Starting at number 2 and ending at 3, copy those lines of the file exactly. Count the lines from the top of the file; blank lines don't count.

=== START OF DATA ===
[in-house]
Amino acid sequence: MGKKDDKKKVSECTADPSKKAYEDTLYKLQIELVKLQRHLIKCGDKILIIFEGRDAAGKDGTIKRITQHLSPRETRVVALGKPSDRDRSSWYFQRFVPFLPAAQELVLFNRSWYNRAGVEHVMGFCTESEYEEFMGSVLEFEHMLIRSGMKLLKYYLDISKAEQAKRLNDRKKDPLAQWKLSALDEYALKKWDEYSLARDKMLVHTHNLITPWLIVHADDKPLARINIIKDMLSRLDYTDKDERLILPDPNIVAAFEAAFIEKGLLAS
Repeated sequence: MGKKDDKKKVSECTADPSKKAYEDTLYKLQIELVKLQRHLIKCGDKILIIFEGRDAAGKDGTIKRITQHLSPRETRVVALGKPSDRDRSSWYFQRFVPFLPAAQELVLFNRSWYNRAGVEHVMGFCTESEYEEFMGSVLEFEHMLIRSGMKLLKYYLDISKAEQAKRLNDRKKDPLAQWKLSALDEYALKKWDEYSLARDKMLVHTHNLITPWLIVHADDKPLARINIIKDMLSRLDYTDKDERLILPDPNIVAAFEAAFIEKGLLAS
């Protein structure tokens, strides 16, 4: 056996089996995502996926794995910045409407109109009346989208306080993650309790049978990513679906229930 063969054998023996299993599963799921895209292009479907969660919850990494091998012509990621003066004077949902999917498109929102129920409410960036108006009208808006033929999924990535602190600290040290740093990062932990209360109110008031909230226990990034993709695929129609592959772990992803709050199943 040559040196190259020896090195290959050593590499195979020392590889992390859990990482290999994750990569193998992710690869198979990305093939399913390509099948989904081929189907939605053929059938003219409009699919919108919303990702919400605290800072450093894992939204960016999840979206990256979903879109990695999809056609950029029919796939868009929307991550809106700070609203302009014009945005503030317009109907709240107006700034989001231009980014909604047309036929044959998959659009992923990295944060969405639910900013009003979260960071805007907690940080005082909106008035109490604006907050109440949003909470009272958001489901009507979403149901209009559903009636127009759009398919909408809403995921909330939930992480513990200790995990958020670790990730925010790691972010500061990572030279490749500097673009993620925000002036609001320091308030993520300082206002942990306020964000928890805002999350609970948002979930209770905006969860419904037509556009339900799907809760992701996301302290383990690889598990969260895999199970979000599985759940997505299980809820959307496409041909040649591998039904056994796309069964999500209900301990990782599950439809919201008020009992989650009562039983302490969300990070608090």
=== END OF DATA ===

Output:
Amino acid sequence: MGKKDDKKKVSECTADPSKKAYEDTLYKLQIELVKLQRHLIKCGDKILIIFEGRDAAGKDGTIKRITQHLSPRETRVVALGKPSDRDRSSWYFQRFVPFLPAAQELVLFNRSWYNRAGVEHVMGFCTESEYEEFMGSVLEFEHMLIRSGMKLLKYYLDISKAEQAKRLNDRKKDPLAQWKLSALDEYALKKWDEYSLARDKMLVHTHNLITPWLIVHADDKPLARINIIKDMLSRLDYTDKDERLILPDPNIVAAFEAAFIEKGLLAS
Repeated sequence: MGKKDDKKKVSECTADPSKKAYEDTLYKLQIELVKLQRHLIKCGDKILIIFEGRDAAGKDGTIKRITQHLSPRETRVVALGKPSDRDRSSWYFQRFVPFLPAAQELVLFNRSWYNRAGVEHVMGFCTESEYEEFMGSVLEFEHMLIRSGMKLLKYYLDISKAEQAKRLNDRKKDPLAQWKLSALDEYALKKWDEYSLARDKMLVHTHNLITPWLIVHADDKPLARINIIKDMLSRLDYTDKDERLILPDPNIVAAFEAAFIEKGLLAS